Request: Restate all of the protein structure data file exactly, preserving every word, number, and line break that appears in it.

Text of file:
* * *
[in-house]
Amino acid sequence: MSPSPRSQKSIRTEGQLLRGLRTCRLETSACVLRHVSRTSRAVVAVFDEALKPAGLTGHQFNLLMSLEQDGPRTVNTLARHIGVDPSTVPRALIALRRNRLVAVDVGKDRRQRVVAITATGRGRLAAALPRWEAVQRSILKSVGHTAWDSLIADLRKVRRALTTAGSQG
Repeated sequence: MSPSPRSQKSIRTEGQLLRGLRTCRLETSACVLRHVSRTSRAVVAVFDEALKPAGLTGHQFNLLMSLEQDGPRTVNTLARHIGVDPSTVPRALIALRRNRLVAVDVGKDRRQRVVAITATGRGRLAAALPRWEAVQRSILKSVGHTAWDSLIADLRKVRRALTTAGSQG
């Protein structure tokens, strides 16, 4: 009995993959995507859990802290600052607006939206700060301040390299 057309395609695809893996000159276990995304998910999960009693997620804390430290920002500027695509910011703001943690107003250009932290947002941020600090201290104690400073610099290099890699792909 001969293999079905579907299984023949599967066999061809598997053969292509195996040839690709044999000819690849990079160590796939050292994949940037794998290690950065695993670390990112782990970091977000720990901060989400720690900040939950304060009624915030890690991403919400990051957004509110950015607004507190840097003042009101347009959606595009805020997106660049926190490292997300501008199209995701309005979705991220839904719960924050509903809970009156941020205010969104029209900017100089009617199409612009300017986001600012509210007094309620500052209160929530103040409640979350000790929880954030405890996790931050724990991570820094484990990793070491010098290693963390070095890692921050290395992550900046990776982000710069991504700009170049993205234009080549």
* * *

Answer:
[in-house]
Amino acid sequence: MSPSPRSQKSIRTEGQLLRGLRTCRLETSACVLRHVSRTSRAVVAVFDEALKPAGLTGHQFNLLMSLEQDGPRTVNTLARHIGVDPSTVPRALIALRRNRLVAVDVGKDRRQRVVAITATGRGRLAAALPRWEAVQRSILKSVGHTAWDSLIADLRKVRRALTTAGSQG
Repeated sequence: MSPSPRSQKSIRTEGQLLRGLRTCRLETSACVLRHVSRTSRAVVAVFDEALKPAGLTGHQFNLLMSLEQDGPRTVNTLARHIGVDPSTVPRALIALRRNRLVAVDVGKDRRQRVVAITATGRGRLAAALPRWEAVQRSILKSVGHTAWDSLIADLRKVRRALTTAGSQG
């Protein structure tokens, strides 16, 4: 009995993959995507859990802290600052607006939206700060301040390299 057309395609695809893996000159276990995304998910999960009693997620804390430290920002500027695509910011703001943690107003250009932290947002941020600090201290104690400073610099290099890699792909 001969293999079905579907299984023949599967066999061809598997053969292509195996040839690709044999000819690849990079160590796939050292994949940037794998290690950065695993670390990112782990970091977000720990901060989400720690900040939950304060009624915030890690991403919400990051957004509110950015607004507190840097003042009101347009959606595009805020997106660049926190490292997300501008199209995701309005979705991220839904719960924050509903809970009156941020205010969104029209900017100089009617199409612009300017986001600012509210007094309620500052209160929530103040409640979350000790929880954030405890996790931050724990991570820094484990990793070491010098290693963390070095890692921050290395992550900046990776982000710069991504700009170049993205234009080549």